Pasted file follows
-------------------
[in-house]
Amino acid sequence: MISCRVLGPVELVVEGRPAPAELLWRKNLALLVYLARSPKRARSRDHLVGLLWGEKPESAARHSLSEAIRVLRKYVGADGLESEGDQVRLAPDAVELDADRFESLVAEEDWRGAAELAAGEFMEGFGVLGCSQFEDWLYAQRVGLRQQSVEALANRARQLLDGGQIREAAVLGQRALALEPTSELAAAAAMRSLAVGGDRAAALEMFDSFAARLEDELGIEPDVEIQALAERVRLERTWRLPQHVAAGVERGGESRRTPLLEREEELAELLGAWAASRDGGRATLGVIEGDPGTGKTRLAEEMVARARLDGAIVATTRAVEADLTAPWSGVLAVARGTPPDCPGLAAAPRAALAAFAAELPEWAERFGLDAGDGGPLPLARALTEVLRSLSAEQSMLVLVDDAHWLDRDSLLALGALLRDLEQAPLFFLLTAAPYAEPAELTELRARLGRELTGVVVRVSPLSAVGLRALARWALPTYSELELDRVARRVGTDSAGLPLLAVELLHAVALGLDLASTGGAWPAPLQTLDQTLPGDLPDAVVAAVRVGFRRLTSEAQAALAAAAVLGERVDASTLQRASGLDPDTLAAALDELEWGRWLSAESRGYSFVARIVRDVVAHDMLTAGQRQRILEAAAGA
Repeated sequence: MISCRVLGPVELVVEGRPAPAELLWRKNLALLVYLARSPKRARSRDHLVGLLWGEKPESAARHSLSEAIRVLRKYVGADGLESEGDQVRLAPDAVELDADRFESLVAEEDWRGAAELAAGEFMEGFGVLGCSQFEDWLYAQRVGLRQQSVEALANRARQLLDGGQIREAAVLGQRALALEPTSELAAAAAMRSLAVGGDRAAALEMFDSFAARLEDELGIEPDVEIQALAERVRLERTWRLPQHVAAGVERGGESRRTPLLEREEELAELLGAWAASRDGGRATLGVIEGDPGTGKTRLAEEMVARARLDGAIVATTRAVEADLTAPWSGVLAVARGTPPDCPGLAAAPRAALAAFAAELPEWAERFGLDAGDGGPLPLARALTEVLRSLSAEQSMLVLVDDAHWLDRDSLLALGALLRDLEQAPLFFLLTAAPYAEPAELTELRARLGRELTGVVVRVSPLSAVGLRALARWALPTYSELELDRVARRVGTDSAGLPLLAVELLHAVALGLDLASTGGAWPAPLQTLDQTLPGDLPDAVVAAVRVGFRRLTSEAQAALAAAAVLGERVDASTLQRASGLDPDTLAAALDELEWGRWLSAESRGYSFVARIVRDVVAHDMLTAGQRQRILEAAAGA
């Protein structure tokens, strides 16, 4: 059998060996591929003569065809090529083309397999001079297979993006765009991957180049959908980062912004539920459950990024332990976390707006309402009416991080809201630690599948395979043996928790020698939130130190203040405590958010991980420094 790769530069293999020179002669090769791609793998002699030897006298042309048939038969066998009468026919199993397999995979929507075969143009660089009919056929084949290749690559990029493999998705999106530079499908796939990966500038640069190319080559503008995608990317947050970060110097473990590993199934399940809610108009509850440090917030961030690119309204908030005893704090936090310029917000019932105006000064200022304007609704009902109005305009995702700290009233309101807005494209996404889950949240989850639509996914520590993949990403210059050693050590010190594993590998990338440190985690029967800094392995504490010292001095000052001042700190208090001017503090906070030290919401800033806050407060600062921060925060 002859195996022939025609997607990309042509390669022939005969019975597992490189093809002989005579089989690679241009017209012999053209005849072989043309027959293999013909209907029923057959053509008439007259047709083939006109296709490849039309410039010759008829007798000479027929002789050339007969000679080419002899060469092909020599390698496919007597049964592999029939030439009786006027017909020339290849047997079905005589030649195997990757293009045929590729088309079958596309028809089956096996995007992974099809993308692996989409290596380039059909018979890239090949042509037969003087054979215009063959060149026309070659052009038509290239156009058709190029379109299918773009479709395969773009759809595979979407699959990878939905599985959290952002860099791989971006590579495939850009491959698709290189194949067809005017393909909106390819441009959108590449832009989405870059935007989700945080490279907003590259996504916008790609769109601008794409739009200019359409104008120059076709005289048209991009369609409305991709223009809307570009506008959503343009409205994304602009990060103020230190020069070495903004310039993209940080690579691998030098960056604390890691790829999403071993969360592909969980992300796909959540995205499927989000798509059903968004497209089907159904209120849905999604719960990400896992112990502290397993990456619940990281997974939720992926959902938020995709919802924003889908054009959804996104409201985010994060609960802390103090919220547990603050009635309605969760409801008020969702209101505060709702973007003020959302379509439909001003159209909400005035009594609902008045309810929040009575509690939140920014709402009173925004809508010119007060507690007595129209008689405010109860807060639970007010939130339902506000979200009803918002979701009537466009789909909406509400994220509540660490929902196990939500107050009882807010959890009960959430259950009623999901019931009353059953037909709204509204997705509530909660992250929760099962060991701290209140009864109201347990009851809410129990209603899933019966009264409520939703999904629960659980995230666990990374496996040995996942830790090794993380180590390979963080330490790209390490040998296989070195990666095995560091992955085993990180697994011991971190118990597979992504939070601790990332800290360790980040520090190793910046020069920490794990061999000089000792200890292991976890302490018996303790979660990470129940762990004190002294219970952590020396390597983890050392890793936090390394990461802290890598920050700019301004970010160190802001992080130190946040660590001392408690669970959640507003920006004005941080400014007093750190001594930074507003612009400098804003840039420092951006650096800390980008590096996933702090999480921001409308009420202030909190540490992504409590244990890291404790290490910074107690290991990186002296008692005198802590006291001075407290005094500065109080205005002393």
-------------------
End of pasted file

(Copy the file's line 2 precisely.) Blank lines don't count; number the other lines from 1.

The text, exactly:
Amino acid sequence: MISCRVLGPVELVVEGRPAPAELLWRKNLALLVYLARSPKRARSRDHLVGLLWGEKPESAARHSLSEAIRVLRKYVGADGLESEGDQVRLAPDAVELDADRFESLVAEEDWRGAAELAAGEFMEGFGVLGCSQFEDWLYAQRVGLRQQSVEALANRARQLLDGGQIREAAVLGQRALALEPTSELAAAAAMRSLAVGGDRAAALEMFDSFAARLEDELGIEPDVEIQALAERVRLERTWRLPQHVAAGVERGGESRRTPLLEREEELAELLGAWAASRDGGRATLGVIEGDPGTGKTRLAEEMVARARLDGAIVATTRAVEADLTAPWSGVLAVARGTPPDCPGLAAAPRAALAAFAAELPEWAERFGLDAGDGGPLPLARALTEVLRSLSAEQSMLVLVDDAHWLDRDSLLALGALLRDLEQAPLFFLLTAAPYAEPAELTELRARLGRELTGVVVRVSPLSAVGLRALARWALPTYSELELDRVARRVGTDSAGLPLLAVELLHAVALGLDLASTGGAWPAPLQTLDQTLPGDLPDAVVAAVRVGFRRLTSEAQAALAAAAVLGERVDASTLQRASGLDPDTLAAALDELEWGRWLSAESRGYSFVARIVRDVVAHDMLTAGQRQRILEAAAGA